Preservation of facade
The Committee to Preserve American Art was formed in August 1958 to save works of art in buildings that were planned to be destroyed, particularly the St. Paul Building. The building's sculptures were valued at $150,000, and the committee offered to pay for the cost of removing the sculptures, which could run up to $50,000. Several organizations and entities in the United States—including Columbia University, the Massachusetts Institute of Technology, the United Nations, and the cities of Indianapolis, Indiana, and Rochester, New York—made requests for the sculptures. Another proposal called for moving the sculptures to Bitter's home country of Austria. Because of the great demand for the sculptures, Western Electric agreed to save them.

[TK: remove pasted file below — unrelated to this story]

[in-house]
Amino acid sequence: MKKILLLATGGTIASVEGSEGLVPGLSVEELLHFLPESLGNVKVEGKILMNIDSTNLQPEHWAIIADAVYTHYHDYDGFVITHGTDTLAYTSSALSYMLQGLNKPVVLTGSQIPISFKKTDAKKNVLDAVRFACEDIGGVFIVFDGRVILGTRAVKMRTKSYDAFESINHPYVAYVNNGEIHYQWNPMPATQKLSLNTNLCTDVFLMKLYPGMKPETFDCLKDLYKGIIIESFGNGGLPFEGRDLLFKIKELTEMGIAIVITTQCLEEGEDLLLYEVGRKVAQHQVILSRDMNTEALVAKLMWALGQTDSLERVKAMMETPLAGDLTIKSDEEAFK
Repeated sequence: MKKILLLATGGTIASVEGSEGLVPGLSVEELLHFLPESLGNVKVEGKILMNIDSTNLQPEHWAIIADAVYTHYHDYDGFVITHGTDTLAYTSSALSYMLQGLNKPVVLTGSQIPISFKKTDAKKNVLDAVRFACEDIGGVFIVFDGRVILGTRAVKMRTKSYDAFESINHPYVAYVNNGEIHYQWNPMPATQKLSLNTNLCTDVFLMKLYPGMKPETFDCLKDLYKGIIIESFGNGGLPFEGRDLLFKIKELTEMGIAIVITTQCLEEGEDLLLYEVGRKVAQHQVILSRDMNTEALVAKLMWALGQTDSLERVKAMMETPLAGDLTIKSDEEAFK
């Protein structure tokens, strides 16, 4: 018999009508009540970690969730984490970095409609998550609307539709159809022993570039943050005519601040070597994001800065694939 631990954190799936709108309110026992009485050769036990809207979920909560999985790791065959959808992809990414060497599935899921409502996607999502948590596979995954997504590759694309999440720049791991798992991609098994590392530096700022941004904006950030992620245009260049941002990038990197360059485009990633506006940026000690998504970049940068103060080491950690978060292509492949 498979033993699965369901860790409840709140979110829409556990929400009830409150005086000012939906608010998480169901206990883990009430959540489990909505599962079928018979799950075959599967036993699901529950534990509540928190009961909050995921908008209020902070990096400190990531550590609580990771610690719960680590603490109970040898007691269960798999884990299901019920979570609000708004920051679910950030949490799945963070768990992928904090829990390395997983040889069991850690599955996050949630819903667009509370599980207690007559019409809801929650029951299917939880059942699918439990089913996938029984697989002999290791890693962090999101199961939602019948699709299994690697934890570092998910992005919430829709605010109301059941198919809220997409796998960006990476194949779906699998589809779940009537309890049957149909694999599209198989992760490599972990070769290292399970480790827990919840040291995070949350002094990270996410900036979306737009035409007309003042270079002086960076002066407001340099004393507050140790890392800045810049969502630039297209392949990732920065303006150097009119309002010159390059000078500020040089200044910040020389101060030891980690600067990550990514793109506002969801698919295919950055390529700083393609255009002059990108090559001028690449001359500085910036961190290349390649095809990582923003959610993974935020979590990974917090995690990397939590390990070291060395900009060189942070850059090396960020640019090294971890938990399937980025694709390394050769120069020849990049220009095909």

Ultimately, Indianapolis won the sculptures in November 1958. Elmer Taflinger, described as the "grand old man of Indiana art", had presented a plan to move the sculptures and part of the St. Paul Building's lower facade to Holliday Park. Before Indianapolis won the sculptures, Taflinger had proposed moving them to Indiana University Medical Center or to a bridge over the White River. The statues were removed in early 1959. After sitting in boxes for two years, the sculptures were installed in Holliday Park in 1960, atop columns made specifically to house them, as part of a grouping called The Ruins. However, the sculptures and facade then became dilapidated, and by 1970, Western Electric had expressed regret at the decision to give the sculptures and facade to Indianapolis. The facade and the rest of The Ruins were cleaned up and formally dedicated in 1973. After another period of deterioration, the St. Paul Building facade was restored again in 2016.